“The tides are turning for the regulated use of psilocybin, as witnessed earlier this month in the United States. A yes vote for Measure 109 in Oregon permits licensed service providers to provide psilocybin-assisted psychotherapy, and Health Canada has an ongoing provision of exemptions for psilocybin for medical use,” Payton Nyquvest Founder, CEO, and Chair, writes in a press release.
Vancouver May Become First City to Decriminalize Simple Possession of Drugs
Vancouver Mayor Kennedy Stewart is putting forward to decriminalize simple possession of illicit drugs in the city. This year has proven the worst year for overdose deaths on record, with at least 328 deaths so far.
If passed by that city’s council, Vancouver will ask for an exemption from the Controlled Drugs and Substances Act, and could become the first Canadian city to decriminalize possession of illicit drugs.
Known for its relatively progressive stance, Vancouver has put in place many provisions to tackle the overdose crisis. Possession of illicit drugs is considered a health care issue rather than a felony, and the police officials are trained to focus on bigger issues like illicit drug trafficking.
In July of this year, the Canadian Association of Chiefs of Police (CACP) released a report suggesting some changes to the current drug addiction/policing model, most of which are already in place in Vancouver. Although too soon to report on the efficacy of the model, the CACP seems hopeful about its strategies, inspired largely by Portugal’s drug policy reforms.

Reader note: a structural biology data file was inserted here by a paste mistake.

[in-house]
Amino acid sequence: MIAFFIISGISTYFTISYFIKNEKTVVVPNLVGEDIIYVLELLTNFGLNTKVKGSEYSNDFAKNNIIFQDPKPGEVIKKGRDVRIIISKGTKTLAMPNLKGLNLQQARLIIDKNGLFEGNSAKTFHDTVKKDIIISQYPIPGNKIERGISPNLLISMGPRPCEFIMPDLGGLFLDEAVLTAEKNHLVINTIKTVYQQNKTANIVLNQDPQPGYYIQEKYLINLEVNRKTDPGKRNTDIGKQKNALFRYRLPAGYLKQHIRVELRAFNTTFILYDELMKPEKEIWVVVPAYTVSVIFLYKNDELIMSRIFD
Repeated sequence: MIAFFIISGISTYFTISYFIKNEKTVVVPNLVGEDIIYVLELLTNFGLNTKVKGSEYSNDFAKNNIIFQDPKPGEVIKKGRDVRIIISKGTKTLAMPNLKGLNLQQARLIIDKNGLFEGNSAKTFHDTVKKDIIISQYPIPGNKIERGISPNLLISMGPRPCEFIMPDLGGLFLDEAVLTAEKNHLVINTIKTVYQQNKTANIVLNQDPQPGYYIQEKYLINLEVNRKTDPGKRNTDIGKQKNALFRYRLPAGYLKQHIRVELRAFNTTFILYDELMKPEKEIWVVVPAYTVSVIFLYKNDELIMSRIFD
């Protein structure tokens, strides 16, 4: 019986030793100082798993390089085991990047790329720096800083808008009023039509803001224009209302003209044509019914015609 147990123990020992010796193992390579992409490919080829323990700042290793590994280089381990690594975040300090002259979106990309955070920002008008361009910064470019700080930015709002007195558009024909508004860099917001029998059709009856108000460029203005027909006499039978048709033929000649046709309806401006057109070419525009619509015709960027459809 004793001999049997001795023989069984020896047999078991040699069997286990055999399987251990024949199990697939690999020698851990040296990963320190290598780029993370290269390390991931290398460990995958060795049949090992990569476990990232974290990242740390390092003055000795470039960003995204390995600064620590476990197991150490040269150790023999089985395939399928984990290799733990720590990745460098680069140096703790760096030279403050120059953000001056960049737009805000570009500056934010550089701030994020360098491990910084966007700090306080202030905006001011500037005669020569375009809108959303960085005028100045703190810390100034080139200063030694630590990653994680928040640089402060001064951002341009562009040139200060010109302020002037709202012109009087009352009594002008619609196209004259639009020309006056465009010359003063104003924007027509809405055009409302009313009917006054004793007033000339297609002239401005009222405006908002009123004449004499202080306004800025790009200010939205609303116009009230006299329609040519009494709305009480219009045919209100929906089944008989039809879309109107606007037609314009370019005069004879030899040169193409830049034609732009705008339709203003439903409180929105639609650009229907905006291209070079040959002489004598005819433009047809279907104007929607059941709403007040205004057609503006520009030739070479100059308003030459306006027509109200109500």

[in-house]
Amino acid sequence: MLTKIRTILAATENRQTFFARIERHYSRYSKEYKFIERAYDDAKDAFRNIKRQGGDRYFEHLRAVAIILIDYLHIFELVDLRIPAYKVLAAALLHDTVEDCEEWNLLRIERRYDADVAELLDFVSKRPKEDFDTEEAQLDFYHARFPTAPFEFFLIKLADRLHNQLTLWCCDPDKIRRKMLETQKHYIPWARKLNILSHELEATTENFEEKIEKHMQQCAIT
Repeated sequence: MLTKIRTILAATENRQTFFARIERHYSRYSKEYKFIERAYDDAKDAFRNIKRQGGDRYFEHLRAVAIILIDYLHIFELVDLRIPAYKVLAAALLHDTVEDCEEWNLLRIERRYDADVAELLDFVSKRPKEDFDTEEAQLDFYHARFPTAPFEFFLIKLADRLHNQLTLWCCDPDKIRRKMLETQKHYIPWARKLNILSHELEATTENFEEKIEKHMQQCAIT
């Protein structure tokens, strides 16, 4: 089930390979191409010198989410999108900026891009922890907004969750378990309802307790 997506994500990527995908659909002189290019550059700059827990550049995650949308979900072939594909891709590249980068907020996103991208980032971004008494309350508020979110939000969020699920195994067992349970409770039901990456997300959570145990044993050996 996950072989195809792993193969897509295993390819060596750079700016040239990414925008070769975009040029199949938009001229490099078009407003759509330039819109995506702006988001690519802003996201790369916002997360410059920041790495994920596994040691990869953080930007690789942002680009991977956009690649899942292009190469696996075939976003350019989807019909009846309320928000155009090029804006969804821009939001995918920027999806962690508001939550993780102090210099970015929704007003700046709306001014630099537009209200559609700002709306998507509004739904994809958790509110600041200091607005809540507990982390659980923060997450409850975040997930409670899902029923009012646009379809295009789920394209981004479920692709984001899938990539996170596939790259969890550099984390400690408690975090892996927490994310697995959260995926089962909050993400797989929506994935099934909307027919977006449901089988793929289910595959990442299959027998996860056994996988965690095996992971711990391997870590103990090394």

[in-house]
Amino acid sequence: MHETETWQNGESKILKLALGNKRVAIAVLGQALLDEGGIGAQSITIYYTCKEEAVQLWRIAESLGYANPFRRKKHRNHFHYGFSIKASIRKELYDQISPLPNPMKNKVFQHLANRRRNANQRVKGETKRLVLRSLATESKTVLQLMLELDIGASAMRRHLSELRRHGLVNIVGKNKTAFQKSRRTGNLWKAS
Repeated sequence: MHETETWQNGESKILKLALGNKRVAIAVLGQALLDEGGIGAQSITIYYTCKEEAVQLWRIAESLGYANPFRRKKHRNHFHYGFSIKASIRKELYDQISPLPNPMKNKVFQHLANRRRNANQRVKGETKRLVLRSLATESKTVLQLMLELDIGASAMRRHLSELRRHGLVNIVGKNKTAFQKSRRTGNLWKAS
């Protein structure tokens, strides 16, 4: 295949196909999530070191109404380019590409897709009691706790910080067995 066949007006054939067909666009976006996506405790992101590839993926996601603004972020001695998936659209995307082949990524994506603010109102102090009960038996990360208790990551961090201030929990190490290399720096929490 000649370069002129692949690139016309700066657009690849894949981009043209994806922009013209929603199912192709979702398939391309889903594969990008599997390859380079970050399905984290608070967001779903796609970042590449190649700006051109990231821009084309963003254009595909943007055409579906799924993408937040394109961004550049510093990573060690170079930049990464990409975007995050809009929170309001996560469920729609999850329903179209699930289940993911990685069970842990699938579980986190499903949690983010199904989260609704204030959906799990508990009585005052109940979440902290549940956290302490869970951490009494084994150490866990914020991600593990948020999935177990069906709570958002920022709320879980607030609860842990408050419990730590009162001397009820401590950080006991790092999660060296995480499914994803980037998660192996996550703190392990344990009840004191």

No Far-Reaching Action on Psychedelic Decriminalization in Canada: Petition e-2534
The federal government released an official statement on the petition vying for nation-wide decriminalization of psychedelics on November 16.
The government response included three statements, from the Minister of Public Safety and Emergency Preparedness, Minister of Justice and Attorney General of Canada, and Minister of Health respectively.
While the ministers of the respective departments refused to approve the request to decriminalize entheogenic plants in Canada, the Ministry of Health gave assurances that it will continue to grant exemptions to individuals who are seeking allowance for medicinal and religious benefits.
“Section 56 of the CDSA gives the Minister of Health a broad exemption power. An exemption under section 56 of the CDSA can permit a person to conduct activities that would be otherwise prohibited under the CDSA and its regulations (e.g. possession), and can be granted for medical or scientific purposes, or if the exemption is otherwise in the public interest (such as religious uses),” the official response notes.
The online petition, initiated by Trevor Millar, an active member of MAPS Canada (Multidisciplinary Association For Psychedelic Studies), and founder of Liberty Root, received almost 15,000 signatures between April and August of this year. The petition asks the federal government to “immediately discontinue enforcement of statutes or regulations that prohibit or impose onerous restrictions on informed adult use, growing, or sharing of any plant or fungi, where an established record of traditional use exists.”
The Canadian government was obliged to issue a response within 45 days after the presentation of the petition to the House of Commons on September 30 of this year.
Ritika is a Toronto-based reporter. She writes about drug policies and developments in psychedelics.